But the central theme of their message is that of ‘practicing safe sex’, not the old conservative lingo of abstinence. It was the former line that have drawn many fires from countries from the third world that could not fully accept this line. Gleaning from the statistic, it is clear HIV continue to rear it head high in countries that still held to this old line of thought.

Taking a case study of South Africa, another country where HIV has wreck havoc, a substantial portion of it population are infected but unable to take the modern theme of safe sex. Since most of the population are catholic and toe the church official line of abstinence, the official reaction to this silent killer is silence. Policy makers comment little about it and communities are coy to broach on this subject. This could be because of it association with sex. Just by not talking about it because it is shameful and taboo feed on it transmission. Family refuse to talk about sex, not to mention safe sex with their teenage children. Just not talking about it does not mean they will not practice it.

Nelson Mandela managed to break the mould by talking about his son’s death from AIDS. He has mounted numerous high profile campaigns by donning a ‘I am HIV+’ Tee shirt and educating the public about safe sex.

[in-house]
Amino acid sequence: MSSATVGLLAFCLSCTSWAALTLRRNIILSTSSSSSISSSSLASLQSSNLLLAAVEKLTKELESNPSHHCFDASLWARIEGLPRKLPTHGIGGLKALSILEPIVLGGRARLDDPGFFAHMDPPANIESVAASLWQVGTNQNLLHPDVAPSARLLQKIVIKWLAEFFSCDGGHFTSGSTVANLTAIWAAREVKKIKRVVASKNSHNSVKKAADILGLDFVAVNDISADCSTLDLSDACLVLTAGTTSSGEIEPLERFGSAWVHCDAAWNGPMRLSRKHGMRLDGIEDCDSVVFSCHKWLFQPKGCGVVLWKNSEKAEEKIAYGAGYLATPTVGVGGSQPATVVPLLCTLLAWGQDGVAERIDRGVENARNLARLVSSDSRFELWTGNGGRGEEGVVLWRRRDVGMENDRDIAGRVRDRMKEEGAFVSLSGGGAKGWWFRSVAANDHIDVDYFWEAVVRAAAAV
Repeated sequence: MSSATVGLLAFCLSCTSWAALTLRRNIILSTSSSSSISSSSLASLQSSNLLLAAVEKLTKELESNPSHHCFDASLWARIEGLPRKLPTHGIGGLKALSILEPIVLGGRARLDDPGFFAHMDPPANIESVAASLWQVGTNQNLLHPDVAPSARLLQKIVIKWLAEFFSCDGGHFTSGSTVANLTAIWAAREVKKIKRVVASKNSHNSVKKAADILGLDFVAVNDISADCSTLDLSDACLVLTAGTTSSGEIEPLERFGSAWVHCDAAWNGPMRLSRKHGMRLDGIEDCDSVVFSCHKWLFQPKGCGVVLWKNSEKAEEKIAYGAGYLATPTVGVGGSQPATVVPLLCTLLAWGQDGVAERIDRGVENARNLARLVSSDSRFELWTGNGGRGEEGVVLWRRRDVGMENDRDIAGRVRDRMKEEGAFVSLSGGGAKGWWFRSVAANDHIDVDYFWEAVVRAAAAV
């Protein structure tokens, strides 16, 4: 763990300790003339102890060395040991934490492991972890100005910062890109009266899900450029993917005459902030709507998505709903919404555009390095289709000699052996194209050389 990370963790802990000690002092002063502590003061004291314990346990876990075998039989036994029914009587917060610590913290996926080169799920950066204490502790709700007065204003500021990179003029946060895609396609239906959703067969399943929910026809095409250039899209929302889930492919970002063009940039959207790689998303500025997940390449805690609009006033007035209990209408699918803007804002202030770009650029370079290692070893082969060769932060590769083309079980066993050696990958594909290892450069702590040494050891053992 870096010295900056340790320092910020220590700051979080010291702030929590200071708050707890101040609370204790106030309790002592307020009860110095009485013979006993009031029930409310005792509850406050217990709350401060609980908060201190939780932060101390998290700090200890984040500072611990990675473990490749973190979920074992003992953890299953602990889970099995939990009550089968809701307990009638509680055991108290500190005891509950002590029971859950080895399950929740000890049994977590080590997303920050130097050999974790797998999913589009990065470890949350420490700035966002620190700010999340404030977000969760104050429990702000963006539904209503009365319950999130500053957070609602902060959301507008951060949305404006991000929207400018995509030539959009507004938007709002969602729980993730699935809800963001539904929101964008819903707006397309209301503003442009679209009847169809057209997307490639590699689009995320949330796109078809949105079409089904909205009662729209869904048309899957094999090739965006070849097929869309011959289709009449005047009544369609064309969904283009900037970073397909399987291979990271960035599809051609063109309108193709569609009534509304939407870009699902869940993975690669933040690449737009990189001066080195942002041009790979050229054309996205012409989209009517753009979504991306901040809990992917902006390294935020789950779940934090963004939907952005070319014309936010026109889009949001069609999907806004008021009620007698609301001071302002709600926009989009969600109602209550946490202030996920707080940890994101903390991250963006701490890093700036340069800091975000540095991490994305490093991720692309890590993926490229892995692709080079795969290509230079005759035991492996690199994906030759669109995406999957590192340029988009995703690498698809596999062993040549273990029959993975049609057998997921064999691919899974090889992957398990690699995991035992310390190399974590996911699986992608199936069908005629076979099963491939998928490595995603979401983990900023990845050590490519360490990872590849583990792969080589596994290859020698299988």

Many third world countries with a conservative agenda quickly redraw the line into conservatism vs. liberalism. Coincidentally, these countries are facing an exponential rise in infection rate.

On the same token, many think-tank institution such as WHO and UNAIDS redrawn the equation into ignorance vs. pragmatism.

Pragmatism is that sex and sexuality is part of human. It is present in every individual as a drive to reproduce. Teenagers may practice it without their parents knowing. Young adults may practice it before marriage. Even married couple can be infidel and practice it outside marriage.

Talking about safe sex has nothing to do with liberalism. Sex is just part of human nature.